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Ring genesis and the related heat transport. Part II: a model comparison

Ring genesis and the related heat transport. Part II: a model comparison
Ring genesis and the related heat transport. Part II: a model comparison
Various ocean circulation models have been compared with respect to their performance in the genesis of rings and the subsequent heat transport. Emphasis has been placed on the role of the spurious diapycnal fluxes of heat and momentum in Cartesian models, arising when the horizontal dissipation mixes through sloping isopycnals.

Quasigeostrophic, isopycnal coordinate, and Cartesian primitive equation models in a two-layer periodic channel domain have been used to simulate the process of eddy detachment from an eastward-flowing jet. This jet is modeled after the Gulf Stream east of Cape Hatteras. On this jet a small sinusoidal disturbance is super-imposed, which, through the release of available potential energy, grows until it ultimately has developed into ringlike eddies.

Simulations with the Cartesian primitive equation model appear to suffer from spurious diapycnal mixing of both heat and momentum. This retards the process of Rossby wave breaking and prolongs the growth of the meander, thus causing a doubled heat transport at 10-km resolution, compared to a 5-km resolution experiment. The isopycnic model does not show this degree of overshoot in heat transport. In general, the Cartesian model is much more sensitive to both resolution and closure formulation than the isopycnic model.

The quasigeostrophic model does not simulate the small-scale processes of Rossby wave steepening and breaking correctly. However, as a consequence the diapycnal mixing of heat and momentum hardly affects these processes. For this reason, the quasigeostrophic model does not show an overshoot in heat transport.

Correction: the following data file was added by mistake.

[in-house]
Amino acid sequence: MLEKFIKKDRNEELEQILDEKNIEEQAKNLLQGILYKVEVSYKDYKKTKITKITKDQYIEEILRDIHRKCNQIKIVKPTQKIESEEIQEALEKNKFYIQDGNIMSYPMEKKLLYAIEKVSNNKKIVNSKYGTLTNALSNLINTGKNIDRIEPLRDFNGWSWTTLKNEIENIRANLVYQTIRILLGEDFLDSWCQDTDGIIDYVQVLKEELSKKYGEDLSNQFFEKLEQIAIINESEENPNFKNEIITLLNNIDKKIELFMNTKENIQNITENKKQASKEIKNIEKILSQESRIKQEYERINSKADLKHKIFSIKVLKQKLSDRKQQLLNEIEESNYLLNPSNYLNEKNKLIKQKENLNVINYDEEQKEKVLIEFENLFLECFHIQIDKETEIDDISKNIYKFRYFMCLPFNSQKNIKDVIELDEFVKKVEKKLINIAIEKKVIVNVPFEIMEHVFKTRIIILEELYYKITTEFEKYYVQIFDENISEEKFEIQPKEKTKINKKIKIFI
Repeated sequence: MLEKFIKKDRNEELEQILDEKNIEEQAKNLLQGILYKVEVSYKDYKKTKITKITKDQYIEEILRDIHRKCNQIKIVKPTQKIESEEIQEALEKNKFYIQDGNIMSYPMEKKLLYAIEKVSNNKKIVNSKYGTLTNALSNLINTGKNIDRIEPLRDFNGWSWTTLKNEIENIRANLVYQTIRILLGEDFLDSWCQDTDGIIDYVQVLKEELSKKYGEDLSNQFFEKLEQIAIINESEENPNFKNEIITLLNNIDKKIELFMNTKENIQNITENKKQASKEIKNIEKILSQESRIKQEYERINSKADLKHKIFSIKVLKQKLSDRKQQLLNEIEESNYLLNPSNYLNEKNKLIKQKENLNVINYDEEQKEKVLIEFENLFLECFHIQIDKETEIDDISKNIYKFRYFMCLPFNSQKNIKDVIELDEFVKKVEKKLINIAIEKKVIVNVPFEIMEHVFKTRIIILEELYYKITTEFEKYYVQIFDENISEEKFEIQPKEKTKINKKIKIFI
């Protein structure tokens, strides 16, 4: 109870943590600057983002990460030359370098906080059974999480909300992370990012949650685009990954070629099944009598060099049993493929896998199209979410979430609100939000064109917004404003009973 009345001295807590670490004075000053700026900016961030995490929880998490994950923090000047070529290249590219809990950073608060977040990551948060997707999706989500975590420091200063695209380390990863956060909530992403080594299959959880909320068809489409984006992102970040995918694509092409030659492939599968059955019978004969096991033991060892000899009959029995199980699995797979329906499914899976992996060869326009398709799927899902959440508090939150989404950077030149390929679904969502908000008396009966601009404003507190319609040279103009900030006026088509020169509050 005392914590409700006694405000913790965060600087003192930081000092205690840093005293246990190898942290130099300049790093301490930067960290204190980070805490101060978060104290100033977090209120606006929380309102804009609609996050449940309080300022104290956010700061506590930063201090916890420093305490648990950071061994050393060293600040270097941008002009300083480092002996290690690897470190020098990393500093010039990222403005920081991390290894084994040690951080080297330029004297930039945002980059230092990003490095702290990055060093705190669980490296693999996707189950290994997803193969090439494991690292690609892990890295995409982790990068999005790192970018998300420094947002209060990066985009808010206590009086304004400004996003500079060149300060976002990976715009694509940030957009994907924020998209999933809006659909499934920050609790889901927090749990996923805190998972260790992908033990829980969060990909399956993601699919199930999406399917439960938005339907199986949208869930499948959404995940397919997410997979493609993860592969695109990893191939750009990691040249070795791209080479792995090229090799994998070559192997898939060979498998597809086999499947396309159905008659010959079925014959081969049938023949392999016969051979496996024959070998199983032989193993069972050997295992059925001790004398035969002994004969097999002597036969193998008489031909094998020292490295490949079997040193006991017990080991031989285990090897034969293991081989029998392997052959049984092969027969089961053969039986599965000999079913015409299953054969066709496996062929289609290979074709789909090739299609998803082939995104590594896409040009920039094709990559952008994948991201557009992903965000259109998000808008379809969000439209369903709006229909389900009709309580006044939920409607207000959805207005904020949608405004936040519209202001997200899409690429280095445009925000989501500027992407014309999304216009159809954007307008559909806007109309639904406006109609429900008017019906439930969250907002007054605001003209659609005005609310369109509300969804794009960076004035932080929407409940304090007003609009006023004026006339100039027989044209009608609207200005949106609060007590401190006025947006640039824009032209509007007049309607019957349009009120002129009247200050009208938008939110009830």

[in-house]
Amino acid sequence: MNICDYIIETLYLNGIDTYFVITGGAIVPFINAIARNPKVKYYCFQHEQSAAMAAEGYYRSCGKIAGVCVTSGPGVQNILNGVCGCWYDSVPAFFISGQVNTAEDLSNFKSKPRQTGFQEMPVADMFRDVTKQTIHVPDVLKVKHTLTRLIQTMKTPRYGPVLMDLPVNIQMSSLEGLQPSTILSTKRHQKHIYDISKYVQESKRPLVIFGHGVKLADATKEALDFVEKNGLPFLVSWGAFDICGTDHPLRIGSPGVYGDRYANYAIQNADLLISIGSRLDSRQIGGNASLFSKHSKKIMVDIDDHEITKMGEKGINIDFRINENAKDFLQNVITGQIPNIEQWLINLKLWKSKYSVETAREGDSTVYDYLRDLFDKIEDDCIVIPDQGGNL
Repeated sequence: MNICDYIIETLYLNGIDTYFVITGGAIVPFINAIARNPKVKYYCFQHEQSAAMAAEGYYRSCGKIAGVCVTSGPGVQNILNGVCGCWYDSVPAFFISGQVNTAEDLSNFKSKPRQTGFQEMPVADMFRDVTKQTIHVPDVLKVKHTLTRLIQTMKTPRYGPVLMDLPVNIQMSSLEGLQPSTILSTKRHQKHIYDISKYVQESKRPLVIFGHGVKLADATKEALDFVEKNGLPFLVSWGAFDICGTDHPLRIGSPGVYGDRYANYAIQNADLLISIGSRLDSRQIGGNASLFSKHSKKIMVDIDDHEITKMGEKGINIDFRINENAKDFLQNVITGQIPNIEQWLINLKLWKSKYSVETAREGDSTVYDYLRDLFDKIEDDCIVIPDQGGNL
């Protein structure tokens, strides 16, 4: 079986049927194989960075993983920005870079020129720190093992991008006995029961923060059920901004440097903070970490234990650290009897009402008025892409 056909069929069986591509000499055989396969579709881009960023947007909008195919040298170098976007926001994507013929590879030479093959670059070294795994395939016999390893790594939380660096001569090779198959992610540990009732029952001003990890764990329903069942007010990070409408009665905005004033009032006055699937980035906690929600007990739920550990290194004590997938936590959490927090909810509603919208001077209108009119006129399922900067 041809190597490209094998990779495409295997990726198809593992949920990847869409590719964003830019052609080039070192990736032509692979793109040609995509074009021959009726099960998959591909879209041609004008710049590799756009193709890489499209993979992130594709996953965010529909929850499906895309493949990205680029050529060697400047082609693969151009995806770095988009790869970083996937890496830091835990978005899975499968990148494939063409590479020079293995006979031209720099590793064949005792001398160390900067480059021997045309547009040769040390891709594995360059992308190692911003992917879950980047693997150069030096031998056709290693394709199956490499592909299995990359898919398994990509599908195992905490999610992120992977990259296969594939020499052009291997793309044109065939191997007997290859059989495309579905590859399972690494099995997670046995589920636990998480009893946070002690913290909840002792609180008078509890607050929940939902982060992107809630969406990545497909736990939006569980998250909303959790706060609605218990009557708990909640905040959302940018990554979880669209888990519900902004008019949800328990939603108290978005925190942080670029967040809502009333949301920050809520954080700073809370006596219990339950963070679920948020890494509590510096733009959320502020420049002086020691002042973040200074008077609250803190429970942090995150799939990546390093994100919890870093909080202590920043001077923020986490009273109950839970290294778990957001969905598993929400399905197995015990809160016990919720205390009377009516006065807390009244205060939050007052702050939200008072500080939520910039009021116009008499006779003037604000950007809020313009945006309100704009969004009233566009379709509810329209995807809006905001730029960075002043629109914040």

0022-3670
268-285
Drijfhout, Sybren S.
a5c76079-179b-490c-93fe-fc0391aacf13
Drijfhout, Sybren S.
a5c76079-179b-490c-93fe-fc0391aacf13

Drijfhout, Sybren S. (1992) Ring genesis and the related heat transport. Part II: a model comparison. Journal of Physical Oceanography, 22 (3), 268-285. (doi:10.1175/1520-0485(1992)022<0268:RGATRH>2.0.CO;2).

Record type: Article

Abstract

Various ocean circulation models have been compared with respect to their performance in the genesis of rings and the subsequent heat transport. Emphasis has been placed on the role of the spurious diapycnal fluxes of heat and momentum in Cartesian models, arising when the horizontal dissipation mixes through sloping isopycnals.

Quasigeostrophic, isopycnal coordinate, and Cartesian primitive equation models in a two-layer periodic channel domain have been used to simulate the process of eddy detachment from an eastward-flowing jet. This jet is modeled after the Gulf Stream east of Cape Hatteras. On this jet a small sinusoidal disturbance is super-imposed, which, through the release of available potential energy, grows until it ultimately has developed into ringlike eddies.

Simulations with the Cartesian primitive equation model appear to suffer from spurious diapycnal mixing of both heat and momentum. This retards the process of Rossby wave breaking and prolongs the growth of the meander, thus causing a doubled heat transport at 10-km resolution, compared to a 5-km resolution experiment. The isopycnic model does not show this degree of overshoot in heat transport. In general, the Cartesian model is much more sensitive to both resolution and closure formulation than the isopycnic model.

The quasigeostrophic model does not simulate the small-scale processes of Rossby wave steepening and breaking correctly. However, as a consequence the diapycnal mixing of heat and momentum hardly affects these processes. For this reason, the quasigeostrophic model does not show an overshoot in heat transport.

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More information

Published date: March 1992
Organisations: Ocean and Earth Science

Identifiers

Local EPrints ID: 349209
URI: https://eprints.soton.ac.uk/id/eprint/349209
ISSN: 0022-3670
PURE UUID: 39897e1e-71b6-4ddf-9016-aff7a33a475e

Catalogue record

Date deposited: 26 Feb 2013 12:32
Last modified: 18 Jul 2017 04:43

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